Natural Lakes

Scott Lake is an example of the Oregon Conservation Strategy Natural Lakes Strategy Habitat.
Scott Lake, with Three Sisters in the background, is included within the Natural Lakes Strategy Habitat. Photo Credit: USFS

Natural lakes are relatively large bodies of freshwater surrounded by land. For the purposes of the Conservation Strategy, natural lakes are defined as standing water bodies larger than 20 acres, including some seasonal lakes.


Natural Lakes are identified as a Strategy Habitat throughout Oregon.


Natural lakes are distributed throughout Oregon, although the highest concentrations and largest lakes are found in the West Cascades, East Cascades, and Northern Basin and Range ecoregions. Sources of water for Oregon’s natural lakes include rainfall, snowmelt, groundwater seepage, and stream flows. The diversity of natural lakes is reflected in the processes that formed them. These processes include glaciation, volcanism (calderas and lava flows), coastal dune impoundment, and riverine erosion (oxbow lakes).

Crater and Waldo Lakes are Oregon’s largest clear lakes, both located in the West Cascades ecoregion. Many small volcanic lakes in the Cascade Mountain Range are also notably clear. The eastern half of the state contains several playa lakes, formed when runoff from precipitation and mountain snowpack flows into low-lying areas, then evaporates and leaves mineral deposits. Natural lakes provide important habitat for Strategy Species, contribute to ecosystem services, and attract visitors for tourism and recreation year-round throughout Oregon’s communities.

The Natural Lakes Strategy Habitat does not include irrigation ditches, reservoirs, or other man-made water bodies. The wet zone around the edges of many of Oregon’s natural lakes is mapped as Wetlands Strategy Habitat. Natural lakes have riparian zones that differ somewhat than those associated with running waters.

Conservation Overview

Many of Oregon’s larger natural lakes are important destinations for tourism and recreation, especially in the summer, and many are desirable locations for year-round commercial and residential development. These uses can impact water quality and quantity. Along Oregon’s Coast Range, abundant coastal lakes are highly sought out for development, and many are now surrounded by houses or pastures. Some of Oregon’s lakes contain unique species assemblages and habitat features that have high conservation value. For example, many amphibian and fish Strategy Species rely upon Oregon’s lakes for breeding each year.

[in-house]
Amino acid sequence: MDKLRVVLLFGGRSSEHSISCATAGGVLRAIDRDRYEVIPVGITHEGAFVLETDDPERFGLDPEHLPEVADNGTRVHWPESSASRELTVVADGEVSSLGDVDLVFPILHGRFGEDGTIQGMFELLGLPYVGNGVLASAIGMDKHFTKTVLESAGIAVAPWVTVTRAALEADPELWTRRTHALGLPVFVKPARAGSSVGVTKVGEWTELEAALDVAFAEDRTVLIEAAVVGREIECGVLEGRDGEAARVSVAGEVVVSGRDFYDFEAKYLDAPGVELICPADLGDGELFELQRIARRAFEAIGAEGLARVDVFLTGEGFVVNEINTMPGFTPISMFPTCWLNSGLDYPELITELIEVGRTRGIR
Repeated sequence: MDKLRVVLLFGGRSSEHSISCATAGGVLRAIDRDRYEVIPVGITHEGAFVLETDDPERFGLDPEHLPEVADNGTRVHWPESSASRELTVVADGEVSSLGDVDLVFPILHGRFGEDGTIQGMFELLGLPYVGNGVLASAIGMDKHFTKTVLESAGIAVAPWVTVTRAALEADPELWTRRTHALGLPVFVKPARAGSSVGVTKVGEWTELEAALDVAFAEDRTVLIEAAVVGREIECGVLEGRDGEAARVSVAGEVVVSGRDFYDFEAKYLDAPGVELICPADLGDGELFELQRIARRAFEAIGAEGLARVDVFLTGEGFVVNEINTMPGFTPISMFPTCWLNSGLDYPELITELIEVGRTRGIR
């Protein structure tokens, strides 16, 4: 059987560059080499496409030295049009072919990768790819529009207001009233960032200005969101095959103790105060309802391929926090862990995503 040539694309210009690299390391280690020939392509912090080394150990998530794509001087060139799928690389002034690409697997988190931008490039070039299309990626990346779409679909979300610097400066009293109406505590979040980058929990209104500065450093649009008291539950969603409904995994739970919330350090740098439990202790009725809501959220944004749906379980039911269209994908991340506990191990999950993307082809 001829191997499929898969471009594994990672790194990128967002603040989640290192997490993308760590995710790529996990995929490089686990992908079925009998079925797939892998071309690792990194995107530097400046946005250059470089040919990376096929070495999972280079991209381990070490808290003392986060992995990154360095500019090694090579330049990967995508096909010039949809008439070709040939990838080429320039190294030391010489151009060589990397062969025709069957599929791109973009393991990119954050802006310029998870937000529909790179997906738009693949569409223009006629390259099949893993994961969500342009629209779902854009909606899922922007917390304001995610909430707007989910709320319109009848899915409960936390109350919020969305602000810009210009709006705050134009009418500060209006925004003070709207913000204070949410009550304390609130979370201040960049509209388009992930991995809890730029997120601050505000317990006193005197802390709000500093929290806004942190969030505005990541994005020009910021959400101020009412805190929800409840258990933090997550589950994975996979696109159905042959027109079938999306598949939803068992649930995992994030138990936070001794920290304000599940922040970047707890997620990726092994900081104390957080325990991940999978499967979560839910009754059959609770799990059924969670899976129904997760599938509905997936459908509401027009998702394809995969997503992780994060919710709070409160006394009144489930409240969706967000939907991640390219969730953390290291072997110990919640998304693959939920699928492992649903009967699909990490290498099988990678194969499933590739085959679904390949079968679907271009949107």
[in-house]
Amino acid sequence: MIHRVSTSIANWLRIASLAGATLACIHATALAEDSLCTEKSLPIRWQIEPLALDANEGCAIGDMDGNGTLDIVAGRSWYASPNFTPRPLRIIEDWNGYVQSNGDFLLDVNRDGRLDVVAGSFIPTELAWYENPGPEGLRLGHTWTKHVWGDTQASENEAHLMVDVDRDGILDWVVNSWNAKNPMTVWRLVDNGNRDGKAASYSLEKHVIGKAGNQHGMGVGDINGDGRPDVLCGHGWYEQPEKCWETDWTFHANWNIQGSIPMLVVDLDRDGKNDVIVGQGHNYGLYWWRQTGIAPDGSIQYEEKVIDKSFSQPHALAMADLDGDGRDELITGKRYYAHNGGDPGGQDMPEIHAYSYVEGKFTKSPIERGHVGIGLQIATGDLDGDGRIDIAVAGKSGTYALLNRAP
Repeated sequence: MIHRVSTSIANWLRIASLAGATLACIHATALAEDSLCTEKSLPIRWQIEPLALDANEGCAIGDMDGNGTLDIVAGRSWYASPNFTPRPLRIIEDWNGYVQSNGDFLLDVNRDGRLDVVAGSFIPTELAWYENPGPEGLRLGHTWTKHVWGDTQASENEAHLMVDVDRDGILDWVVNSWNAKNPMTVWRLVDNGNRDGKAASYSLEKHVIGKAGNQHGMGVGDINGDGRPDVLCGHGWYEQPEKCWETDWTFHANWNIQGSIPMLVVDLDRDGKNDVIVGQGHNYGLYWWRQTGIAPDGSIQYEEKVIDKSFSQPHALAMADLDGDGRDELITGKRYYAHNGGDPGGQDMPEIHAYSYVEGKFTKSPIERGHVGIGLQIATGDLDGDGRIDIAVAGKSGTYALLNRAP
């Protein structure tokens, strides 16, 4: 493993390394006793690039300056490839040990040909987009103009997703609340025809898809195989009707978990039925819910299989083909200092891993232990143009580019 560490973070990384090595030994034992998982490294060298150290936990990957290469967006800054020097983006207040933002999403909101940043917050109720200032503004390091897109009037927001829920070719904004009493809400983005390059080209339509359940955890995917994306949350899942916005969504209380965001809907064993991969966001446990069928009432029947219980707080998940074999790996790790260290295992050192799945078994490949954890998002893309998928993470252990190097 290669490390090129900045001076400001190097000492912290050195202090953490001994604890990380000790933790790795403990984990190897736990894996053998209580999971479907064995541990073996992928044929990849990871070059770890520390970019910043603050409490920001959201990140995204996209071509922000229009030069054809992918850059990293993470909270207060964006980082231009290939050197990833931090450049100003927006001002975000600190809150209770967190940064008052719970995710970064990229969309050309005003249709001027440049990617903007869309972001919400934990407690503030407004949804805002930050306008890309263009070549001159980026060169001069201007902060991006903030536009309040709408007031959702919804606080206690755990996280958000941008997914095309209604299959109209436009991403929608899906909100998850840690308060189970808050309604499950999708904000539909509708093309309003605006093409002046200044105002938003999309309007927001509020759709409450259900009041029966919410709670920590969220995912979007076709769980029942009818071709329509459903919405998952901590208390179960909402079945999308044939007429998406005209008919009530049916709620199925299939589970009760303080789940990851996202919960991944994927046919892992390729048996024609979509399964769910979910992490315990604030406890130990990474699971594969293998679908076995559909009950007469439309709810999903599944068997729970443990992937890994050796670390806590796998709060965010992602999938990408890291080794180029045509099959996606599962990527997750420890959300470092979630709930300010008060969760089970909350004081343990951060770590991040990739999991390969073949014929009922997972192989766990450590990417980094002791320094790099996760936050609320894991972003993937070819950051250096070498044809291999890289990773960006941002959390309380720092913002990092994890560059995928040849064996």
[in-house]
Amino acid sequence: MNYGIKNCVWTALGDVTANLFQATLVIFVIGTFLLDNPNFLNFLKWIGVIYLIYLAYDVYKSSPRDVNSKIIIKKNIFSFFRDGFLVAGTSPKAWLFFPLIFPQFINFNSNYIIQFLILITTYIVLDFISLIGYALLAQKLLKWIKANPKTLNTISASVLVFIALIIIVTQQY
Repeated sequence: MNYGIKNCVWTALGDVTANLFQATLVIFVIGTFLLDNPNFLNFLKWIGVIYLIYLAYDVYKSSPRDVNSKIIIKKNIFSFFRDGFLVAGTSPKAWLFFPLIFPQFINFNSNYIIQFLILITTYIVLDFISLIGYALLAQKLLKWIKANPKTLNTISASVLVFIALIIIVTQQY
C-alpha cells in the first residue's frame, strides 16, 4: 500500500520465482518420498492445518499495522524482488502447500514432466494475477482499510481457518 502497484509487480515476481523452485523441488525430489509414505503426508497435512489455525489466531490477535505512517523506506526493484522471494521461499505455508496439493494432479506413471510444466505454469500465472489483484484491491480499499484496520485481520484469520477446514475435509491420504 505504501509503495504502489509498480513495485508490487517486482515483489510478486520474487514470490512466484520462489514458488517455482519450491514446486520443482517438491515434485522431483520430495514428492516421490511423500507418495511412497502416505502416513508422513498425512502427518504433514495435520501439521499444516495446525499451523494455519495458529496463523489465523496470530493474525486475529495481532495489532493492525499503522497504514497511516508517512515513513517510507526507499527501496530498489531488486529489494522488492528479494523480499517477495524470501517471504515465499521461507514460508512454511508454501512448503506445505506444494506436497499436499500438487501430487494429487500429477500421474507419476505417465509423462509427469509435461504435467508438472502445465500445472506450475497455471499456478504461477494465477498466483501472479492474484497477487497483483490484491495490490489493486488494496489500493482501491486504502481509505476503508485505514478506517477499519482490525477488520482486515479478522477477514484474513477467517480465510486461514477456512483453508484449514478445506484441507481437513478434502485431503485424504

Limiting Factors and Recommended Approaches

Limiting Factor: Water Quality

Non-point source pollution sometimes contains fertilizers, pesticides, or oil-based contaminants at levels high enough to cause significant lethal or sub-lethal effects in native fish and wildlife. Non-point source pollution can enter lakes through runoff from surrounding lands or streams, and from groundwater. In some lakes, use of recreational watercraft can degrade water quality through pollution.

Recommended Approach

Carefully consider recreational vehicle use and timing of use in sensitive water bodies. Continue compliance with water quality standards and pesticide use labels (DEQ and EPA). Implement Senate Bill 1010 (ODA) and DEQ Total Maximum Daily Load water quality plans.

Limiting Factor: Water Quantity

Water is limited in some parts of the state, and is projected to become scarcer under a changing climate and expanded human use. In standing waterbodies, water scarcity can lead to higher concentrations of contaminants, lowering water quality as less fresh water is available to dilute nutrients or pollutants. Airborne pollutants and runoff from recreational water vehicles are potential sources of contaminants in natural lakes. Late summer is a time of particular concern.

Recommended Approach

Where possible, follow the natural hydrological cycle for stream flow into lakes. (KCI: Water Quality and Quantity)

Resources for more information